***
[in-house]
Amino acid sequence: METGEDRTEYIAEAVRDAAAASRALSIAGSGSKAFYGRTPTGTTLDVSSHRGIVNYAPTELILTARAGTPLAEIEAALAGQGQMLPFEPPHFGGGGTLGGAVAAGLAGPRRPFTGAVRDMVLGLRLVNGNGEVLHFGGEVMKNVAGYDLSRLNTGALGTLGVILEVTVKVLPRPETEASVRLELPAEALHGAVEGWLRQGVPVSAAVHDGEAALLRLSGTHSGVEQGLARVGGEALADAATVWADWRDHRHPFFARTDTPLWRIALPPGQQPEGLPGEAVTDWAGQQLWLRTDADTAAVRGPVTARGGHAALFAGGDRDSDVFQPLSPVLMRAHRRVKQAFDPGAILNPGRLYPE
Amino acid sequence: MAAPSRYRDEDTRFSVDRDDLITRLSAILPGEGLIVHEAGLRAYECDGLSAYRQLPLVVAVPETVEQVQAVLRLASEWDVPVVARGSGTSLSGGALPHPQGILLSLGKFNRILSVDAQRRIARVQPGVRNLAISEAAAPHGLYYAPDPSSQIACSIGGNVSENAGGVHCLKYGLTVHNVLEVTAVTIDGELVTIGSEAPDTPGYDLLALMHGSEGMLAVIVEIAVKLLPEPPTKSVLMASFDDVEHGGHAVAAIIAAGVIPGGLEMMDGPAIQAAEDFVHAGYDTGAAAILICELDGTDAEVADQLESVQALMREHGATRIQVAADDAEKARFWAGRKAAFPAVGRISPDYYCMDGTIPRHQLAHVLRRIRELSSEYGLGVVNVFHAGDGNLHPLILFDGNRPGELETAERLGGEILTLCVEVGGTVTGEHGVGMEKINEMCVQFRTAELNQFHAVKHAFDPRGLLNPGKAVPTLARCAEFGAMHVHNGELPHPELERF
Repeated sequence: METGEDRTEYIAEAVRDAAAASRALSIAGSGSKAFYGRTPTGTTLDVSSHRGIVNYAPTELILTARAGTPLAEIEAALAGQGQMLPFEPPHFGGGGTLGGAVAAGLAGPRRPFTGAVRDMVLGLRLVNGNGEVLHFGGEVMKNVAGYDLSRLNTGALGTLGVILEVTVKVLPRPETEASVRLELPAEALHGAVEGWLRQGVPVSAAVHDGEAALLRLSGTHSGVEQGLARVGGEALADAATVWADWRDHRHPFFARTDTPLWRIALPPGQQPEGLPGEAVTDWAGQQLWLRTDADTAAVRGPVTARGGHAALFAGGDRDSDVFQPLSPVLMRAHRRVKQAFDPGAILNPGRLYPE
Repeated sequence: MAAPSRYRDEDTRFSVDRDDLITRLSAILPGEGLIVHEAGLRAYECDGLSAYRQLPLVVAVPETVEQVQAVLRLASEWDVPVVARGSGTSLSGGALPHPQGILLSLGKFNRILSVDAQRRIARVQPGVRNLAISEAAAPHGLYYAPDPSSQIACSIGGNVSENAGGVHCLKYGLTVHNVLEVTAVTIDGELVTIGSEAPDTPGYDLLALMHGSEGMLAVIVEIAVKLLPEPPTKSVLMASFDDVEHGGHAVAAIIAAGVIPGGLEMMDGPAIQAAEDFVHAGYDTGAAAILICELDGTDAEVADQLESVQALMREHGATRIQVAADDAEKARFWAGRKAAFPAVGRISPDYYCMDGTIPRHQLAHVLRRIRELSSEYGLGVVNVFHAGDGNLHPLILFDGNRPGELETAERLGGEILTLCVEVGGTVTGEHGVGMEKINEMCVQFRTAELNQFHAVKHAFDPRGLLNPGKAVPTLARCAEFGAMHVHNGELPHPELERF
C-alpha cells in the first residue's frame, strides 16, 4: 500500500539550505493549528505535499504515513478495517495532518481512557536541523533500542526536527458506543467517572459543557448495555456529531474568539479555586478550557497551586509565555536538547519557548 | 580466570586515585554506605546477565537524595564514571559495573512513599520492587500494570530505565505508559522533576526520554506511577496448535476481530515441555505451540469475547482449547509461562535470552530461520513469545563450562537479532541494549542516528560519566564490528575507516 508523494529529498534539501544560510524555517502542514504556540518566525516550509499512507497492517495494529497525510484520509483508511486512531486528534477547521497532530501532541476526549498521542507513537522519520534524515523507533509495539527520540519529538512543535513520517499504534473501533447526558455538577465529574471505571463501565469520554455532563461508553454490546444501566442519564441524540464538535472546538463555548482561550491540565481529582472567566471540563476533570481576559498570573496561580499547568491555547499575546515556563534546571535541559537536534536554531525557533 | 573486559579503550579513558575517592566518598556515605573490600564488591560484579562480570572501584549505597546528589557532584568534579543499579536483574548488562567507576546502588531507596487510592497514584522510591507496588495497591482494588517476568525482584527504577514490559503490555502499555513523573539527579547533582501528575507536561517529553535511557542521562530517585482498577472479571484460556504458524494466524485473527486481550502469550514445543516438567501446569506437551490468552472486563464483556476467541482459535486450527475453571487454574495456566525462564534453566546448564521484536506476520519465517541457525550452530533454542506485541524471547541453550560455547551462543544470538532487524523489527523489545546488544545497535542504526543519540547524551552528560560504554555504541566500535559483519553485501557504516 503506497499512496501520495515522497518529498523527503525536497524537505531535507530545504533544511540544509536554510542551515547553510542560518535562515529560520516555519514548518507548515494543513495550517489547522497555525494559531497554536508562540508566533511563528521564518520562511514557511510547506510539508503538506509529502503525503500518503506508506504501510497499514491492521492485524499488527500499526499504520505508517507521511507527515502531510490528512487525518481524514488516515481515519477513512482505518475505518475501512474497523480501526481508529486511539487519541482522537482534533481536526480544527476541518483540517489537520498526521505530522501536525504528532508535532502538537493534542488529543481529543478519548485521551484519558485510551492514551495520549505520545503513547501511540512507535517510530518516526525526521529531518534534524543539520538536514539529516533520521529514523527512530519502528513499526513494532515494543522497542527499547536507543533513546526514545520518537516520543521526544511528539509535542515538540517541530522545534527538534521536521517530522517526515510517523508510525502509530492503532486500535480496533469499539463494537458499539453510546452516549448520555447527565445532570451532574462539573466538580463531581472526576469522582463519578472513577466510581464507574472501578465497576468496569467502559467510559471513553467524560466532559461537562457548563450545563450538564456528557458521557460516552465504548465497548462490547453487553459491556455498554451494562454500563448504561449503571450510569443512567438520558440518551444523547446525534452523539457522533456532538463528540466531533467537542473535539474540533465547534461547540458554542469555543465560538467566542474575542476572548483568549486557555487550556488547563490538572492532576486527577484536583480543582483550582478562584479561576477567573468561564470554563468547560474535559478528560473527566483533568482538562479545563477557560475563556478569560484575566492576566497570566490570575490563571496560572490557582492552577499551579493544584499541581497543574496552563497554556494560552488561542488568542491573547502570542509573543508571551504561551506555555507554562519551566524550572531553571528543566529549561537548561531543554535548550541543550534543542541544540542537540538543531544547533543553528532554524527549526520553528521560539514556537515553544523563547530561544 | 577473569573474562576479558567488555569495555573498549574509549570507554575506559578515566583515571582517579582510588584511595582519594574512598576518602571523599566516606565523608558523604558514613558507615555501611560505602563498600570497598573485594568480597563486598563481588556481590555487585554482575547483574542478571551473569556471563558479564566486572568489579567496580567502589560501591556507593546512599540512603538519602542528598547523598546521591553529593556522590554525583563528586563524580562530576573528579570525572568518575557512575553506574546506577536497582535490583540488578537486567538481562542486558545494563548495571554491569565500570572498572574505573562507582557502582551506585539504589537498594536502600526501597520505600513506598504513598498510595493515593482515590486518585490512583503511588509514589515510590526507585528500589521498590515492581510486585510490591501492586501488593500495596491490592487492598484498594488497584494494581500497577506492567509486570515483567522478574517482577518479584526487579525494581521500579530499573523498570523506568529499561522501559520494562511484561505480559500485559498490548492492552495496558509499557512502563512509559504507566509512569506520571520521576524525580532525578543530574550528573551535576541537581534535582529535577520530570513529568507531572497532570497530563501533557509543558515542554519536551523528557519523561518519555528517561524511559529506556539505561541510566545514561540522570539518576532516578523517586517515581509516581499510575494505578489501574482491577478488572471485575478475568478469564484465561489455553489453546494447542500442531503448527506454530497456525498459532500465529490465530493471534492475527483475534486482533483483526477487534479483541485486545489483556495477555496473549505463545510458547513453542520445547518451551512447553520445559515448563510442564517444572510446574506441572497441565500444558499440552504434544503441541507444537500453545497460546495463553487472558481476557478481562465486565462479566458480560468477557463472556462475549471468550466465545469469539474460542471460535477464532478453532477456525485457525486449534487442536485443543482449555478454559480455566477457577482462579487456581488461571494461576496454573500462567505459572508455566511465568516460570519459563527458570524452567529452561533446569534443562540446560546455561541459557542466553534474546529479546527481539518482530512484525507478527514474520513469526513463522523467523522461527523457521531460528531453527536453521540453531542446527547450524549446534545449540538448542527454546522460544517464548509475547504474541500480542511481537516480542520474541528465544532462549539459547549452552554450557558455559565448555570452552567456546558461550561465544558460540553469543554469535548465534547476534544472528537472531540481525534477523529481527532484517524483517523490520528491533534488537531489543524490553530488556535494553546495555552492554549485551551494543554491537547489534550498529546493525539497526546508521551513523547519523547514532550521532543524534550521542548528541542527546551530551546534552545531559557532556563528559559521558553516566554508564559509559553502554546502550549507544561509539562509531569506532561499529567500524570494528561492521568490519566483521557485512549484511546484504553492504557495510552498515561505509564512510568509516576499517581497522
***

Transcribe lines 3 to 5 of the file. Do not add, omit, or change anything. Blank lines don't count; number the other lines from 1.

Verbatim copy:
Amino acid sequence: MAAPSRYRDEDTRFSVDRDDLITRLSAILPGEGLIVHEAGLRAYECDGLSAYRQLPLVVAVPETVEQVQAVLRLASEWDVPVVARGSGTSLSGGALPHPQGILLSLGKFNRILSVDAQRRIARVQPGVRNLAISEAAAPHGLYYAPDPSSQIACSIGGNVSENAGGVHCLKYGLTVHNVLEVTAVTIDGELVTIGSEAPDTPGYDLLALMHGSEGMLAVIVEIAVKLLPEPPTKSVLMASFDDVEHGGHAVAAIIAAGVIPGGLEMMDGPAIQAAEDFVHAGYDTGAAAILICELDGTDAEVADQLESVQALMREHGATRIQVAADDAEKARFWAGRKAAFPAVGRISPDYYCMDGTIPRHQLAHVLRRIRELSSEYGLGVVNVFHAGDGNLHPLILFDGNRPGELETAERLGGEILTLCVEVGGTVTGEHGVGMEKINEMCVQFRTAELNQFHAVKHAFDPRGLLNPGKAVPTLARCAEFGAMHVHNGELPHPELERF
Repeated sequence: METGEDRTEYIAEAVRDAAAASRALSIAGSGSKAFYGRTPTGTTLDVSSHRGIVNYAPTELILTARAGTPLAEIEAALAGQGQMLPFEPPHFGGGGTLGGAVAAGLAGPRRPFTGAVRDMVLGLRLVNGNGEVLHFGGEVMKNVAGYDLSRLNTGALGTLGVILEVTVKVLPRPETEASVRLELPAEALHGAVEGWLRQGVPVSAAVHDGEAALLRLSGTHSGVEQGLARVGGEALADAATVWADWRDHRHPFFARTDTPLWRIALPPGQQPEGLPGEAVTDWAGQQLWLRTDADTAAVRGPVTARGGHAALFAGGDRDSDVFQPLSPVLMRAHRRVKQAFDPGAILNPGRLYPE
Repeated sequence: MAAPSRYRDEDTRFSVDRDDLITRLSAILPGEGLIVHEAGLRAYECDGLSAYRQLPLVVAVPETVEQVQAVLRLASEWDVPVVARGSGTSLSGGALPHPQGILLSLGKFNRILSVDAQRRIARVQPGVRNLAISEAAAPHGLYYAPDPSSQIACSIGGNVSENAGGVHCLKYGLTVHNVLEVTAVTIDGELVTIGSEAPDTPGYDLLALMHGSEGMLAVIVEIAVKLLPEPPTKSVLMASFDDVEHGGHAVAAIIAAGVIPGGLEMMDGPAIQAAEDFVHAGYDTGAAAILICELDGTDAEVADQLESVQALMREHGATRIQVAADDAEKARFWAGRKAAFPAVGRISPDYYCMDGTIPRHQLAHVLRRIRELSSEYGLGVVNVFHAGDGNLHPLILFDGNRPGELETAERLGGEILTLCVEVGGTVTGEHGVGMEKINEMCVQFRTAELNQFHAVKHAFDPRGLLNPGKAVPTLARCAEFGAMHVHNGELPHPELERF